William C. “Bill” Bray and his wife, Christine A. “Chris,” each grew up in families with nine children in what today is known as Edgewood, Kentucky. Neither Bill nor Chris had many material things growing up, but their families did provide them with plenty of love, food, and clean clothes.
After a series of sales jobs in the 1980s, Bill, through a friend, was offered the job as Director of Sales with River Transportation Company in Cincinnati. In this position, Bill grew to love the river industry, as well as the people who worked within it. He made many great friends and contacts over the course of his time at RTC, including meeting a gentlemen named Craig Borneman.
Borneman took Bill under his wing, much as an older brother would, and helped him learn the ways of the river business and people involved in it. Borneman also introduced Bill to Earl Faig, who then was Vice President of Sales for the Ohio River Company, which at the time was the largest barge line in the country.
In 1987, after ORCO’s Sales Manger had retired, Faig was looking for a replacement. After several interviews and a battery of tests, ORCO offered Bill the Sales Manager job, despite the fact that he didn’t have a college degree.
At ORCO, Bill was charged with working with most of the the utilities in the Midwest, several of which are C&B customers today. These utilities included Cincinnati Gas & Electric, Louisville Gas & Electric, Kentucky Utilities, Dayton Power & Light, and American Electric Power. It would be through these relationships that the future Bray Marine would ultimately be built.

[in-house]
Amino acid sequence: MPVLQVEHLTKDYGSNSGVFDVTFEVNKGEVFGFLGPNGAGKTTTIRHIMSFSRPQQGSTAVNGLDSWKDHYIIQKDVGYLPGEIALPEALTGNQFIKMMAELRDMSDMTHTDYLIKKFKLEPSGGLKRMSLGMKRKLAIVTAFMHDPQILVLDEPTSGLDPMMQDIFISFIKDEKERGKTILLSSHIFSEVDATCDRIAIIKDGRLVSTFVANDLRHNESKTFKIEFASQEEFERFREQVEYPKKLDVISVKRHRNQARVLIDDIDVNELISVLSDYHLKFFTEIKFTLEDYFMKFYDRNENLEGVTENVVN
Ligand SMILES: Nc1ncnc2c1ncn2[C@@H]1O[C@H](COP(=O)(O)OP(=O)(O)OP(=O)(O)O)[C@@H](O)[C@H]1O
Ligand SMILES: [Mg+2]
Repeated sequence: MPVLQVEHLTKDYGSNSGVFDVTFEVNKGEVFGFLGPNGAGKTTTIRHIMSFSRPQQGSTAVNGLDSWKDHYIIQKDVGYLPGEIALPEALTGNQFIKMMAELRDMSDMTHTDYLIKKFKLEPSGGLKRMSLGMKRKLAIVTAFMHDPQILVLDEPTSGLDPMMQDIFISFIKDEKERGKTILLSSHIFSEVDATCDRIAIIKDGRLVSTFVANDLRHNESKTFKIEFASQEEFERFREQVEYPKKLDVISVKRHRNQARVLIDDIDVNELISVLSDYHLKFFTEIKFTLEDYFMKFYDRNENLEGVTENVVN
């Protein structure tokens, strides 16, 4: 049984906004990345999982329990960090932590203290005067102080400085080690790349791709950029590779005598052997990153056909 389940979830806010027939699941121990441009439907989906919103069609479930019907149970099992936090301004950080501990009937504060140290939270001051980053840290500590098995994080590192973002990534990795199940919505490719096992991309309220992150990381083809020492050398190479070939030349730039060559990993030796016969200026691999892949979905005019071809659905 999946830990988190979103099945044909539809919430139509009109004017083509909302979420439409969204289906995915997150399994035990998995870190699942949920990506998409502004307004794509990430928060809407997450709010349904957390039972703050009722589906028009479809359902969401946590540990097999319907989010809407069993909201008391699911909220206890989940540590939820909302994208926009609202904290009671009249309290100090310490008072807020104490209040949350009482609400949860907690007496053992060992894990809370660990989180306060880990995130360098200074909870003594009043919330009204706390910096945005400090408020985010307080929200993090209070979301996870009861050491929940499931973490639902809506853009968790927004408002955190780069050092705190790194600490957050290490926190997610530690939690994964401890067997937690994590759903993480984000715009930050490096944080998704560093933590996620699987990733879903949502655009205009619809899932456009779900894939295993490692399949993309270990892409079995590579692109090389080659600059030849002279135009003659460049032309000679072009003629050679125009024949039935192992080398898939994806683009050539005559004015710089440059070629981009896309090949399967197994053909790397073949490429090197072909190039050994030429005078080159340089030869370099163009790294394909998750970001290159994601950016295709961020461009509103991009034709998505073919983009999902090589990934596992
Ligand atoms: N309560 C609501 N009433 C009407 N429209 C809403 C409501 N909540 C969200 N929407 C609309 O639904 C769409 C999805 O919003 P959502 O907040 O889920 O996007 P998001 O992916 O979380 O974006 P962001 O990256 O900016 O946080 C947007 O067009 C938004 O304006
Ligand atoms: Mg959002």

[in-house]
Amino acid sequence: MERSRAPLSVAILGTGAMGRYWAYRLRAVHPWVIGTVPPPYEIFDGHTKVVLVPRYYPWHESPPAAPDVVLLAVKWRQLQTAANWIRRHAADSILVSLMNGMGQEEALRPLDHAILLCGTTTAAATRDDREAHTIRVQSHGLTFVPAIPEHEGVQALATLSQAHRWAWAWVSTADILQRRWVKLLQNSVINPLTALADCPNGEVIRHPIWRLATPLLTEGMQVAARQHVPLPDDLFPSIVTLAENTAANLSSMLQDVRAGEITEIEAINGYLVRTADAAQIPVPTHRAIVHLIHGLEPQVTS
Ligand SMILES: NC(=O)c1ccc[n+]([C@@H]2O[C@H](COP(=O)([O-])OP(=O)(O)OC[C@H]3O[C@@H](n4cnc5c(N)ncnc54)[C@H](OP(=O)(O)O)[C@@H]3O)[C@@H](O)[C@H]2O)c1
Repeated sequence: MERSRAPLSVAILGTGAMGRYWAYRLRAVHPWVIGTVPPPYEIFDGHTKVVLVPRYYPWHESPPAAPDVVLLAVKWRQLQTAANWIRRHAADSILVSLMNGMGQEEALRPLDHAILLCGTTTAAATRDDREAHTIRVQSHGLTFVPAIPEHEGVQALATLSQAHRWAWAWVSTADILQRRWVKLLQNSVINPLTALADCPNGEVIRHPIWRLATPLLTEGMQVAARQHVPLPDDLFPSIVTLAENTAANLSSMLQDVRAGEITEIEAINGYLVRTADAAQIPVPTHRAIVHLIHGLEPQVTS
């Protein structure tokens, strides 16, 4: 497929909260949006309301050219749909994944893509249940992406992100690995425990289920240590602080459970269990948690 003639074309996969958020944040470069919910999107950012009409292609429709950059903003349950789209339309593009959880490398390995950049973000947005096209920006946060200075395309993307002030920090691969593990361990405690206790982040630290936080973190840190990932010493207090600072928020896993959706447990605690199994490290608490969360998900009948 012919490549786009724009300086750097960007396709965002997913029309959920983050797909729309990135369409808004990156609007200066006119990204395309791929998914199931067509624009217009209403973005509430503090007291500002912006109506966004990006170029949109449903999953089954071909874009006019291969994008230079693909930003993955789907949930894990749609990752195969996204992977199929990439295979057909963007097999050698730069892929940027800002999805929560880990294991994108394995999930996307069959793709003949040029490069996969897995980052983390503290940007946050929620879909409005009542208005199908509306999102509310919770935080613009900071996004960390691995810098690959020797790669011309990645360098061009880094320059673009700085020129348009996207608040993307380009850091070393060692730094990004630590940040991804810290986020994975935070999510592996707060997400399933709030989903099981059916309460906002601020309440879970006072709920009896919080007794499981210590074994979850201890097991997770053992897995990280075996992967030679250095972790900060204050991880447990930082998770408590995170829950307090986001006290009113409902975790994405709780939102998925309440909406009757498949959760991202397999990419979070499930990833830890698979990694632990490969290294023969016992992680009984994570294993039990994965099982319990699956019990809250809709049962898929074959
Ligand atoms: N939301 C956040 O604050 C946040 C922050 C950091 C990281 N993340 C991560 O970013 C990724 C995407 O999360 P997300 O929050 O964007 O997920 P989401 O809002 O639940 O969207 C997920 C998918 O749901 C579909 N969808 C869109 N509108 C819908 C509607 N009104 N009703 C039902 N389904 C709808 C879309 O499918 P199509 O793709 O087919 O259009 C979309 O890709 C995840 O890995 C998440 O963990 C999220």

While Bill had great success as ORCO’s Sales Manager, after several years, it became readily apparent that he was never going to move further up in management at the company because of his lack of a college degree.
One evening, in late 1994, Bill and Chris discussed an opportunity that Bill saw with several of his customers. This was during the period of deregulation of the utility industry, and utilities were looking for ways to cut their operational costs. One of the ways to cut costs, Bill believed, was for these utilities to subcontract their harbor boats and harbor work to outside contractors.
Bill and Chris believed that this would provide a wonderful opportunity for their family to finally start its own business, but they realized they needed help. Because the river industry is capital intensive and Bill had no experience in operations, the couple thought they needed a partner that could provide both of these assets.
Once again, through his good friend Borneman, the couple was able to find that partner, and on April 1, 1995, Bill left ORCO to start the family business with this partner. Things fared well in the beginning, but after about a year, it became apparent to Bill and Chris that the partnership was not going to work. So, in the spring of 1997, the couple decided to dissolve the partnership and go at it alone. On July 1, 1997, they founded Bray Marine.
Chris and Bill put in a lot of long, hard hours building their business into the company it is today. But they also did it with the help of a number of great friends. Starting off with only a few boats and a few contracts, Bray Marine grew to eight boats and other equipment, including several deck flats, loaders, and excavators before the business merged with Greater Cincinnati Marine.
Today, through more great friends, the Bray family is back in a partnership with the Carlisle family, and with them, they have formed Carlisle & Bray Enterprises, LLC. This family of companies offers all types of services to the river industry, power plants, and terminals.
Bill and Chris’ two sons, Scott and Chad, work in the company, and the couple is starting to slow down and step back a little. Chris and Bill recognize that they have had a great deal of support and help over the years, for which they are grateful, because without it they know that they could have never have built Bray Marine into the business it became, which is now part of Carlisle & Bray Enterprises.